When I cook, two ingredients are a “must.” Quality and intent. The quality of the ingredients almost always impact the quality of the final product, and there must be a reason (intent) for every ingredient in my recipes. I do not casually toss in this and that because it might good. There must be a reason for every ingredient and every procedural step. It must be done right using the right techniques to produce a quality product/dish.
I would like to share a recent experience where quality and intent played significantly in creating a delightful experience for Debbie and me.
A couple weeks ago I taught my second class at the “Inn on Oak Creek” in Sedona, AZ. This is the most delightful B&B (bed and breakfast) Debbie and I have stayed in, and it is definitely the best in Sedona, if not Arizona. It is owned by Jim Maty, a wonderful man with a whimsical sense of humor. He not only engineered and built a great B&B, but he also creates a relaxed and peaceful environment anyone would enjoy.
No detail was left out or left undone. Every room is uniquely decorated and done so to near perfection. Debbie and I stayed in the Rose Arbor room which has its own balcony overlooking Oak Creek. No detail was left out, all the way down to the Q-tips and cotton balls in the nice decanter in the bathroom. Just outside the main lobby, there is a large deck overlooking the creek decorated with plenty of flora. You will typically find a large pitcher of citrus water to cool you down after your walk back from the Tlaquepaque shopping area just a 4 minute walk from the inn.
There is a refrigerator available upstairs to the guests. This is of course important to Debbie as she always travels with her gluten-free food that must be kept cold.
Now let’s talk about Jim’s “Teaching Kitchen,” the home of “The Art of Cooking.” Jim is a true blue foodie that not only enjoys cooking, understands culinary theory, but Jim also has a keen eye for design. The design of his kitchen is not only beautiful but is incredibly functional as well. Again, “quality” and “intent” are readily apparent in his design and execution of the build of the kitchen. The kitchen sports a huge granite countertop around which twelve (yes twelve) students gather to do their prep work. In the center of the countertop is a huge Viking stove, more than adequate for classes of this size. The kitchen is also equipped with a double oven and plenty of space in which to move around. At the other end of the spacious room that houses the kitchen you will find a nice deck and grill for outdoor cooking as well. Nothing is left to chance as everything in his design serves a function, and it functions well. Again, everything is done with quality and intent, taking no shortcuts or cutting corners.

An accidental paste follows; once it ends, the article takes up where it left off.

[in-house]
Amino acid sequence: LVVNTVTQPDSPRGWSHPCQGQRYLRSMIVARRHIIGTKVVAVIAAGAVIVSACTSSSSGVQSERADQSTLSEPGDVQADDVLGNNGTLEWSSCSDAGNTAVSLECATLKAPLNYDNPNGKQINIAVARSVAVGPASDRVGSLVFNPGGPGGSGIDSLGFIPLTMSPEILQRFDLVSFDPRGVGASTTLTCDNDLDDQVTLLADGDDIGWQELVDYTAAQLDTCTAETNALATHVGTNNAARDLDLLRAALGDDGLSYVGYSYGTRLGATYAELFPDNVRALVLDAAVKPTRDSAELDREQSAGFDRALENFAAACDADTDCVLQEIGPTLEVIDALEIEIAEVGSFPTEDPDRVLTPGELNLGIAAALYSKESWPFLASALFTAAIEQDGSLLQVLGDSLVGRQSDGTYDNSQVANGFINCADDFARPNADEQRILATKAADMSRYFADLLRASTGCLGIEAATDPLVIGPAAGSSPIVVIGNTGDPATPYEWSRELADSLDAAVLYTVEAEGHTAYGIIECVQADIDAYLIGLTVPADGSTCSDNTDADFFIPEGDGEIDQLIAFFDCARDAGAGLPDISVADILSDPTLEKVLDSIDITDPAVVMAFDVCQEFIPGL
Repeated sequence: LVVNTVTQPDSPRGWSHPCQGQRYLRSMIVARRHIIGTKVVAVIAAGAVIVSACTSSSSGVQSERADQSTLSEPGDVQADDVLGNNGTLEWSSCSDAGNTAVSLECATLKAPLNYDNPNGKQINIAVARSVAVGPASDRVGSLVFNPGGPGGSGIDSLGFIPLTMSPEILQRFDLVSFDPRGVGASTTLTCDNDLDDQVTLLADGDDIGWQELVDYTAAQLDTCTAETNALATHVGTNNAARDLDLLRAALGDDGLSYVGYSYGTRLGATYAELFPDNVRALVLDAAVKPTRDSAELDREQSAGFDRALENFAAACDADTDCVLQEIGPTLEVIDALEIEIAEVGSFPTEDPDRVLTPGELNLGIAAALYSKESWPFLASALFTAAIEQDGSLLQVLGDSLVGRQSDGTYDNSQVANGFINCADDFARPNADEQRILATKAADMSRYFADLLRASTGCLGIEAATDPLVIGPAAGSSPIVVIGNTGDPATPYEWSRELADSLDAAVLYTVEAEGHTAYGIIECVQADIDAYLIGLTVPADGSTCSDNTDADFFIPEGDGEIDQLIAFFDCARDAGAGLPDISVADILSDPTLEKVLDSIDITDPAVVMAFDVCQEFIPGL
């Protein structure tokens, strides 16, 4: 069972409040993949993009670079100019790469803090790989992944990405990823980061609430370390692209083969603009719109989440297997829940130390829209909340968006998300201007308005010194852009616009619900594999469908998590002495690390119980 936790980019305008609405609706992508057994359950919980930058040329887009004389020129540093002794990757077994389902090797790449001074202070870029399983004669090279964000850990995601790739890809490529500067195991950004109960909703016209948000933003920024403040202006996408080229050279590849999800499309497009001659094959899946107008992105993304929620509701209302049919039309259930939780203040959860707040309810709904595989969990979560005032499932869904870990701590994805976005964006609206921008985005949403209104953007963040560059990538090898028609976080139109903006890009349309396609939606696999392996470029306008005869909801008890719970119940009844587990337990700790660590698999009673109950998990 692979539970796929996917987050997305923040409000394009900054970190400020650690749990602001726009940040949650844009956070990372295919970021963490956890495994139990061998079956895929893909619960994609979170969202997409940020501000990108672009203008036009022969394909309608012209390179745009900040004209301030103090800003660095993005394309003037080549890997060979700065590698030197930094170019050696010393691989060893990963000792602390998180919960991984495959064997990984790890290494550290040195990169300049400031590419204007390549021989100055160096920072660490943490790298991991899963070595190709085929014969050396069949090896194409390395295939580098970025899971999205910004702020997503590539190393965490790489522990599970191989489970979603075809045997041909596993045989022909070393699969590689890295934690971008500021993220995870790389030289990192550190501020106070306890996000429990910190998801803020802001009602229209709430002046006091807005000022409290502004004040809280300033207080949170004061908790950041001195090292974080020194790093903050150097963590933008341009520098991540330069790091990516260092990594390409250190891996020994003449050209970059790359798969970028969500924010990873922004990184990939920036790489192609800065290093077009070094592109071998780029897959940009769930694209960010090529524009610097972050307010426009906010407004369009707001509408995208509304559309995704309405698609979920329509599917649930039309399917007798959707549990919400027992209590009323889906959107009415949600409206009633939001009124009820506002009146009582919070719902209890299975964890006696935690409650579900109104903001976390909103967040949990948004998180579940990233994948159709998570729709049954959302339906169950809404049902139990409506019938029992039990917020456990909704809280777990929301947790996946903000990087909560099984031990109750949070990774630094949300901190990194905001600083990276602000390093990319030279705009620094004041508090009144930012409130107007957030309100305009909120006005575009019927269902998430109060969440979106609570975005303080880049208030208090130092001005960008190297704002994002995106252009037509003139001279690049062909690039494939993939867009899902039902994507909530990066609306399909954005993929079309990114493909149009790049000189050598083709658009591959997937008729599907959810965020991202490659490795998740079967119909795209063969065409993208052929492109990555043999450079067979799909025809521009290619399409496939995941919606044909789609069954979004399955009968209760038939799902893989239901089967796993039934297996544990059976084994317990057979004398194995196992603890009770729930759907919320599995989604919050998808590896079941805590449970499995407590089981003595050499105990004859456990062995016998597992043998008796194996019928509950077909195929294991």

As for the food – The two breakfasts I have enjoyed were not only very filling, but were very creative. I am not a big fan of scones because they are typically bone dry. However, the jalapeño and cheese scone (I saved it for the ride home because I was too stuffed to eat) was nothing less than a party in my mouth. Jim makes his own granola and provides the guest with his wonderful recipe. With enough advance notice, Jim can offer gluten-free options. Debbie (who eats gluten-free) got perfectly poached eggs, roasted vegetables with home fries and a large plate of fresh fruit. I had Eggs Benedict, fresh fruit, granola with yogurt and of course the huge scone. Neither of us left hungry. Being a chef, I am critical of food that is less than what I would expect. My expectations, based on my past experiences with B&Bs, were not high, at least initially. However, both of my breakfasts were nothing less than outstanding! I look forward to teaching a grilling class in late June, because I love teaching, and I look forward to my next breakfast at the Inn on Oak Creek (and seeing my new friend Jim Maty again).
Quality and Intent – These two ingredients are critical in providing unparalleled service, facilities and food for the bed-and-breakfast industry and in the food industry. This experience was a gentle reminder to me about how “quality” and “intent” should play a significant role in my thought processes and decisions. Investing quality time and thought into my decisions, then acting with purposeful intent produces better results than shooting from the hip and hoping for a good outcome.
Jim and his staff are “hitting on all cylinders.” They provided Debbie and me a superb little retreat from our hectic daily grinds. You can find out more about the Inn on Oak Creek by going to http://www.innonoakcreek.com/
Be well and treat others well.
Chef David Hall